Georgian PM: "Russia increasing isolation of Georgia’s occupied territories”

  • Prime Minister Giorgi Kvirikashvili says progress has been made in the investigation of the leak of private videos on the internet. Photo by the Prime Minister’s webpage.
Agenda.ge, 8 Feb 2017 - 14:14, Tbilisi,Georgia

The proposed name change for Georgia’s breakaway Tskhinvali region once again exposes Russia’s intentions of incorporating Georgia's breakaway regions, says Georgian Prime Minister Giorgi Kvirikashvili.

Kvirikashvili has issued a statement in reaction to Tskhinvali de facto authorities’ recent initiative to change Tskhinvali region’s name to ‘the Republic of South Ossetia – the State of Alania”, which will sound just like North Ossetia-Alania, which is a federal subject of Russia.

"In spite of Georgia's peaceful policy and efforts to seek reconciliation and confidence building between the populations divided by the occupation lines, the Russian Federation, unfortunately, continues to take steps towards the increased isolation and annexation of Georgia's occupied territories”, Kvirikashvili said.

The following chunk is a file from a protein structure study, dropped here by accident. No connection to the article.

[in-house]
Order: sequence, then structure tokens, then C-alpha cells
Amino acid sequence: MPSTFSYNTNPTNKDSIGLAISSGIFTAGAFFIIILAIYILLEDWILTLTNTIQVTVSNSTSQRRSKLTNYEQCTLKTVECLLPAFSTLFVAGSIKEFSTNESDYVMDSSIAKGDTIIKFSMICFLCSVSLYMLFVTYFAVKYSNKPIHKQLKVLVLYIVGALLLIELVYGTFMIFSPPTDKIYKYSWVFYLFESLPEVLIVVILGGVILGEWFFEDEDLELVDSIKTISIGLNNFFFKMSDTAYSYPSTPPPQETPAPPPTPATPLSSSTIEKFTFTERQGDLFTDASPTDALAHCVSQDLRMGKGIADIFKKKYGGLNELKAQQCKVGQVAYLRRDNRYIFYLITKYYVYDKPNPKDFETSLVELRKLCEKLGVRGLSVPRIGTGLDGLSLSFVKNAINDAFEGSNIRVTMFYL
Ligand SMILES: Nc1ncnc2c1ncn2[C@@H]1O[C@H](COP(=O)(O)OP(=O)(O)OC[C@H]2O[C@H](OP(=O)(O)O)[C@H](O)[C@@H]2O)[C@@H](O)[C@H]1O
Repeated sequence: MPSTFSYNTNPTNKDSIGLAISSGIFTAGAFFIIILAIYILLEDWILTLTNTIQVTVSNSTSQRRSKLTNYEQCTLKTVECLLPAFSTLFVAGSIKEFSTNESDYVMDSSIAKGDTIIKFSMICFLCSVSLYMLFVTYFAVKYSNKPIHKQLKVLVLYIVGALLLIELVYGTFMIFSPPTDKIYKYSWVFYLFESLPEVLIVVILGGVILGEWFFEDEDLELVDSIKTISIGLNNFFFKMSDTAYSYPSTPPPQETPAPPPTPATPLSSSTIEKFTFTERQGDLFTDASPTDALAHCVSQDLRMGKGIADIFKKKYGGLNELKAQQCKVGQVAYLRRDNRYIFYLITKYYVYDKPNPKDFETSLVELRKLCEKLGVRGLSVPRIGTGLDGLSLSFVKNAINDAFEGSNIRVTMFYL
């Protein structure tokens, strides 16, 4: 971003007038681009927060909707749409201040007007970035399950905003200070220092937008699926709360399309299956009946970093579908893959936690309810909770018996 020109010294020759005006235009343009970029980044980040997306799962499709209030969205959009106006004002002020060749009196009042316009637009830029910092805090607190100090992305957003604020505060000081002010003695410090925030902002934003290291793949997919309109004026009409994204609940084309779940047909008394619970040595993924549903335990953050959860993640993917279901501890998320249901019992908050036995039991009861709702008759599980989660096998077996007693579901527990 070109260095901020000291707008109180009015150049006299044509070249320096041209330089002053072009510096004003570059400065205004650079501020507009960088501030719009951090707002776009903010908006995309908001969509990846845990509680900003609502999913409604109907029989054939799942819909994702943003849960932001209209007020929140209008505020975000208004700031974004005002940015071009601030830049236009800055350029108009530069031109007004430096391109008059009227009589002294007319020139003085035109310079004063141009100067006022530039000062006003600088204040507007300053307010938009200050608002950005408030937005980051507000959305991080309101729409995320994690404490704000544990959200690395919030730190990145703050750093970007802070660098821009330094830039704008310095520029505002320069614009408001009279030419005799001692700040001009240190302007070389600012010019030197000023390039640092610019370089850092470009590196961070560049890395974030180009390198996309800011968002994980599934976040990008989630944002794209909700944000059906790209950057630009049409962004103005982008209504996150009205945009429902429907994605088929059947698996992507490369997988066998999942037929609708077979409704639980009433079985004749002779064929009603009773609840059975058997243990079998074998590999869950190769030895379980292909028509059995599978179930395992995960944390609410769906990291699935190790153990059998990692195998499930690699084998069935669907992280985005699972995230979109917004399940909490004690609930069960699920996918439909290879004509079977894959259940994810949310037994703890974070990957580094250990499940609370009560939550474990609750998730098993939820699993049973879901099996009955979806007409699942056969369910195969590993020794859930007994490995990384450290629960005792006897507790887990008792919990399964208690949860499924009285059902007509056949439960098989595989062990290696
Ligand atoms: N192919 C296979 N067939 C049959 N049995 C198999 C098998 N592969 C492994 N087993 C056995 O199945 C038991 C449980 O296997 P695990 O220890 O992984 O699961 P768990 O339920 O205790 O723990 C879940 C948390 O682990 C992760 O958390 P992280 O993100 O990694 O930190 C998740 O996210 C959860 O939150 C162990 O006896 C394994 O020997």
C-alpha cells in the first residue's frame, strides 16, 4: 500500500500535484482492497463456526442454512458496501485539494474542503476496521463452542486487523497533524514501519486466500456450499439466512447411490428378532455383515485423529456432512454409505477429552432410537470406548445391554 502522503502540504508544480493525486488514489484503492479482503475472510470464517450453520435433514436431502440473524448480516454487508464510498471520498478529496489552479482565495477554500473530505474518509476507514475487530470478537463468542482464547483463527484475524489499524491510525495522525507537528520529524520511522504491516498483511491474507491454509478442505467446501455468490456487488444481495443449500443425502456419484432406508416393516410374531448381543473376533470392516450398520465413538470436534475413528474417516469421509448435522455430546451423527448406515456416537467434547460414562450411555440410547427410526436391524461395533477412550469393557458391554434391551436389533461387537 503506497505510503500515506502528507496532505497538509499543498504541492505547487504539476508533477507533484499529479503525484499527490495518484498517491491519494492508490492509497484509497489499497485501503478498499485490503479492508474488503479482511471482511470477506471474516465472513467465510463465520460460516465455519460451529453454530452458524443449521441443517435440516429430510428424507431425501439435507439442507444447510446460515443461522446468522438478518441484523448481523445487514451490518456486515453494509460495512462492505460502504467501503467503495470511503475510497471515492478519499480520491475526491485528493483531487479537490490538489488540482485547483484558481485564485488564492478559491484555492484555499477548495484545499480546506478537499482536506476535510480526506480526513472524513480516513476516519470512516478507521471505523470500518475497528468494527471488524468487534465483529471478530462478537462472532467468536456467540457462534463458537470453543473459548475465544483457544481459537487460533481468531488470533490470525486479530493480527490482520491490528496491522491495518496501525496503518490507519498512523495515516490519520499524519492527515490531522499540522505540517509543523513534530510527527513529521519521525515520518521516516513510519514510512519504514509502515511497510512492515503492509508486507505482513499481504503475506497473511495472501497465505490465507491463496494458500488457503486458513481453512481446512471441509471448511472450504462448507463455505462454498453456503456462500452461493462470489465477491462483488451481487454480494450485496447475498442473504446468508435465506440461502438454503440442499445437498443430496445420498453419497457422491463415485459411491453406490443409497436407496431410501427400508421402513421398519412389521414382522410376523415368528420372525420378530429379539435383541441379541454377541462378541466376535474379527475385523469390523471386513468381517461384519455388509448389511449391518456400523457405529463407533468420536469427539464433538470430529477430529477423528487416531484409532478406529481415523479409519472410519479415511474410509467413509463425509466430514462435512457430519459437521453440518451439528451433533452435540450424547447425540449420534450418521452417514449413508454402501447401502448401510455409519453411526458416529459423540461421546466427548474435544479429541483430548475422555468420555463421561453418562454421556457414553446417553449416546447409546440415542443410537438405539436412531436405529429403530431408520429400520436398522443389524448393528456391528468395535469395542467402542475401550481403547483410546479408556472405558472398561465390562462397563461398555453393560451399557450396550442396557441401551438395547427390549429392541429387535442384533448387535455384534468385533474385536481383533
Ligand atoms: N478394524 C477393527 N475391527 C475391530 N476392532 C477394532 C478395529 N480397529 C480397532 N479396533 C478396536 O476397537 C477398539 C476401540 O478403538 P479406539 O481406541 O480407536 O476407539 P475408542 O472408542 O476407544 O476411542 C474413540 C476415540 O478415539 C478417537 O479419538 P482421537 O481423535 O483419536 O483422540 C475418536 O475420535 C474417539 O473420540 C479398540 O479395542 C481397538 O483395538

"This is evidenced by the recent decision to hold a referendum on re-naming Tskhinvali region [to mimic the name of a similar] subject of the Russian Federation, which once again exposes the true intentions of the occupying power to incorporate Georgia's integral regions”.

The Georgian Prime Minister noted that according to international law, it is unlawful and unacceptable to hold a referendum in a region "from which tens of thousands of residents have been expelled as a result of ethnic cleansing”, and where effective control is exercised by an occupying power.

"I urge the international community to join forces and stand up to the Russian Federation's provocative actions, to prevent violations of the territorial integrity of sovereign states and the imposition of practice of unlawful annexation, which undermines the region's stability and the international system stemming from democratic values”, the PM’s statement read.
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